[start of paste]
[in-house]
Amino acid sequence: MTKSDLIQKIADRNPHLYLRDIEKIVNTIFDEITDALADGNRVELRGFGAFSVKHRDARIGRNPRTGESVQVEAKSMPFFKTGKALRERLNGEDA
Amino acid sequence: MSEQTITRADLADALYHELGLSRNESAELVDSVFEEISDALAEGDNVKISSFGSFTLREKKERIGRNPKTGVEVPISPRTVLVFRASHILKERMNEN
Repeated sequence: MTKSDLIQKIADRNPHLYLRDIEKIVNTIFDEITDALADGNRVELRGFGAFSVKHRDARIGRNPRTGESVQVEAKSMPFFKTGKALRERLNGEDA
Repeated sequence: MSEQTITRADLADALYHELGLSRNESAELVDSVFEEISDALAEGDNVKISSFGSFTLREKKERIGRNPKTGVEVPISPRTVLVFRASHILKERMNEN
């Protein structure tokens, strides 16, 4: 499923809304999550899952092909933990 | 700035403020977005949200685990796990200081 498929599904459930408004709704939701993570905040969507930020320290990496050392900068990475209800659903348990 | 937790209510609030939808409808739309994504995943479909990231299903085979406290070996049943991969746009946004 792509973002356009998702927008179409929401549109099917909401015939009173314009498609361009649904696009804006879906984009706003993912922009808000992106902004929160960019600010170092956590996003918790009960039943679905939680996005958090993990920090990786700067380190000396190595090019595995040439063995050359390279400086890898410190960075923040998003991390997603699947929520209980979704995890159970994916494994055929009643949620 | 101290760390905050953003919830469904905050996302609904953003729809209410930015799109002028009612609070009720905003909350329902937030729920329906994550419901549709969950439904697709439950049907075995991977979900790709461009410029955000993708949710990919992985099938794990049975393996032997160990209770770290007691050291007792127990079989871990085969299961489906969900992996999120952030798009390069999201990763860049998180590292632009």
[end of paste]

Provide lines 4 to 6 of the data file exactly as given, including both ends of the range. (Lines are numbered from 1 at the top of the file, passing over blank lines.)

Repeated sequence: MTKSDLIQKIADRNPHLYLRDIEKIVNTIFDEITDALADGNRVELRGFGAFSVKHRDARIGRNPRTGESVQVEAKSMPFFKTGKALRERLNGEDA
Repeated sequence: MSEQTITRADLADALYHELGLSRNESAELVDSVFEEISDALAEGDNVKISSFGSFTLREKKERIGRNPKTGVEVPISPRTVLVFRASHILKERMNEN
């Protein structure tokens, strides 16, 4: 499923809304999550899952092909933990 | 700035403020977005949200685990796990200081 498929599904459930408004709704939701993570905040969507930020320290990496050392900068990475209800659903348990 | 937790209510609030939808409808739309994504995943479909990231299903085979406290070996049943991969746009946004 792509973002356009998702927008179409929401549109099917909401015939009173314009498609361009649904696009804006879906984009706003993912922009808000992106902004929160960019600010170092956590996003918790009960039943679905939680996005958090993990920090990786700067380190000396190595090019595995040439063995050359390279400086890898410190960075923040998003991390997603699947929520209980979704995890159970994916494994055929009643949620 | 101290760390905050953003919830469904905050996302609904953003729809209410930015799109002028009612609070009720905003909350329902937030729920329906994550419901549709969950439904697709439950049907075995991977979900790709461009410029955000993708949710990919992985099938794990049975393996032997160990209770770290007691050291007792127990079989871990085969299961489906969900992996999120952030798009390069999201990763860049998180590292632009």